I was reading about urban farming lately – growing food in places where normally you’d see multilevel parking garages take root – when a page on Cuba’s successful urban farms led me to some intriguing designs from Columbia University professor Dickson Despommier, especially his uplifting Vertical Farm page:
Vertical farms, many stories high, will be situated in the heart of the world’s urban centers. If successfully implemented, they offer the promise of urban renewal, sustainable production of a safe and varied food supply (year-round crop production), and the eventual repair of ecosystems that have been sacrificed for horizontal farming.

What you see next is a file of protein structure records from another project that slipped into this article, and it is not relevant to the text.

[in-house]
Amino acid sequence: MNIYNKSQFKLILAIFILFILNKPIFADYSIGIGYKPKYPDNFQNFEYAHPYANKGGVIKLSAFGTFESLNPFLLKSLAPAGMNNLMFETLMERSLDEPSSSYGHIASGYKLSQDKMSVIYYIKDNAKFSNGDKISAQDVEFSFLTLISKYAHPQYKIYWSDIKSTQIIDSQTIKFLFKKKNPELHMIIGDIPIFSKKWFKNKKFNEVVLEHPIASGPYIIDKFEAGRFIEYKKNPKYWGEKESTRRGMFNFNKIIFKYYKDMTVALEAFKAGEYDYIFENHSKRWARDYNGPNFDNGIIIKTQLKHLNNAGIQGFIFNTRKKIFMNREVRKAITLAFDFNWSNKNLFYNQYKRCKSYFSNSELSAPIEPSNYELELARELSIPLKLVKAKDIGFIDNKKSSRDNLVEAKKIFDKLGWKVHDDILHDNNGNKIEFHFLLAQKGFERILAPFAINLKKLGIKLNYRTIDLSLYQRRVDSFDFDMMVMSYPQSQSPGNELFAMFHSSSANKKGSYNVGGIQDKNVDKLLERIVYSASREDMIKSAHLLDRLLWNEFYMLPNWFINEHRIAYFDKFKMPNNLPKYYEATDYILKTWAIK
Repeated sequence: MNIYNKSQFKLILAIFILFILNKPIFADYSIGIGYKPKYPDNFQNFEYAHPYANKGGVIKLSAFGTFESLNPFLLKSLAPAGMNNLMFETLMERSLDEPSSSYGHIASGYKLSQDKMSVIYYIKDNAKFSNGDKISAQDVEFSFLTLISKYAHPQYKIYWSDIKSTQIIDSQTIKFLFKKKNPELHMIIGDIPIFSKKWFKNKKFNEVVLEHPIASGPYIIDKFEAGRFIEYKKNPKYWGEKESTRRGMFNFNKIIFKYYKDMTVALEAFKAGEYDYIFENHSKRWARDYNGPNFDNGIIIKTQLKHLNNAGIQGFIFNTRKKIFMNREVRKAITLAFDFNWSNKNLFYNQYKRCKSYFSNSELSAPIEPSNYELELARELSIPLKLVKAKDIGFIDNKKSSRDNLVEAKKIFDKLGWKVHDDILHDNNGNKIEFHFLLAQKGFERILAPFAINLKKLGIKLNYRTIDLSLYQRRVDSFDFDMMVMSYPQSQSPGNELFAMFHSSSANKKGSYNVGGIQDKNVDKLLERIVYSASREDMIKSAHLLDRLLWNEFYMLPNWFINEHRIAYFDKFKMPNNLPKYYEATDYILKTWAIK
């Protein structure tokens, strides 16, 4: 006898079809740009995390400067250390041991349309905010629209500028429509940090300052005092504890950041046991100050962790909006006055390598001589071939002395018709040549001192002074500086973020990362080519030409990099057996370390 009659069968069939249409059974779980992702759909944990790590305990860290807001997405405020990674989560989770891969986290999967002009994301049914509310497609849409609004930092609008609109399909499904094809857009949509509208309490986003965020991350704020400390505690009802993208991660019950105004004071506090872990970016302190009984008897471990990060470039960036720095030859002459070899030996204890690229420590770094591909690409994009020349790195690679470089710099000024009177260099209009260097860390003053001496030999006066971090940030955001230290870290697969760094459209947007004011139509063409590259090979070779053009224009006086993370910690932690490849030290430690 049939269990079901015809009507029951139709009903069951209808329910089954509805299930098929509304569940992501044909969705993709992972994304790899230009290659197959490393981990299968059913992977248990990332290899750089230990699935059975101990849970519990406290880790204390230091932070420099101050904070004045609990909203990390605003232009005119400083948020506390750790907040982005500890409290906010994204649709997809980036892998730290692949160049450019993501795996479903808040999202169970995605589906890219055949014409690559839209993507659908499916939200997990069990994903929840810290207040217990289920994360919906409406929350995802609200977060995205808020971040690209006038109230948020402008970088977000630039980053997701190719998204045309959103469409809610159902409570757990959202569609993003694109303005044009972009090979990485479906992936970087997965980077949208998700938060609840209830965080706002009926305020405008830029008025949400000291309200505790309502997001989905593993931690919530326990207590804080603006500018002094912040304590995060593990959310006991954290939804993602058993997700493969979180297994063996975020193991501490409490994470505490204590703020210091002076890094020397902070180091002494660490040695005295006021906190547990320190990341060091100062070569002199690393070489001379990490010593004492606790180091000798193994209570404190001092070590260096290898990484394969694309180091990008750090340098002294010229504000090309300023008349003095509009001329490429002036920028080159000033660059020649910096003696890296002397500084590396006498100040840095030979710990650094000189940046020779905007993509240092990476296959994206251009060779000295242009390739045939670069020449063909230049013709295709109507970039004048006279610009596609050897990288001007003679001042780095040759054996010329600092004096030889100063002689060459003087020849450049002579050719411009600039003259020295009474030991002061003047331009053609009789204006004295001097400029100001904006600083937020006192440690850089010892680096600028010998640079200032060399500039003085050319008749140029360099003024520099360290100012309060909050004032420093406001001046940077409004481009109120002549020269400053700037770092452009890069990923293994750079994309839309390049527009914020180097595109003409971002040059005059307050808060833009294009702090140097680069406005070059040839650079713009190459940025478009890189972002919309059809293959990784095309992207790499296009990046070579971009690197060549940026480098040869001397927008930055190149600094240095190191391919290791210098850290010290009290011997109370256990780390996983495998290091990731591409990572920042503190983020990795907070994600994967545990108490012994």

What is proposed here differs radically from what currently exists; namely to scale up the scope of operations, in which a wide variety of produce is harvested in quantity enough to sustain even the largest of cities without significantly relying on resources beyond the urban footprint. Our group has determined that a single vertical farm with an architectural footprint of one square New York City block and rising just 30 stories (approximately 3 million square feet) could provide enough calories (2,000 cal/day/person) to comfortably accommodate the needs of 50,000 people, and mainly by employing technologies currently available. Constructing the ideal vertical farm with a far greater yield per square foot will require additional research in many areas: hydrobiology, material sciences, structural and mechanical engineering, industrial microbiology, plant and animal genetics, architecture and design, public health, waste management, physics, and urban planning, to name but a few.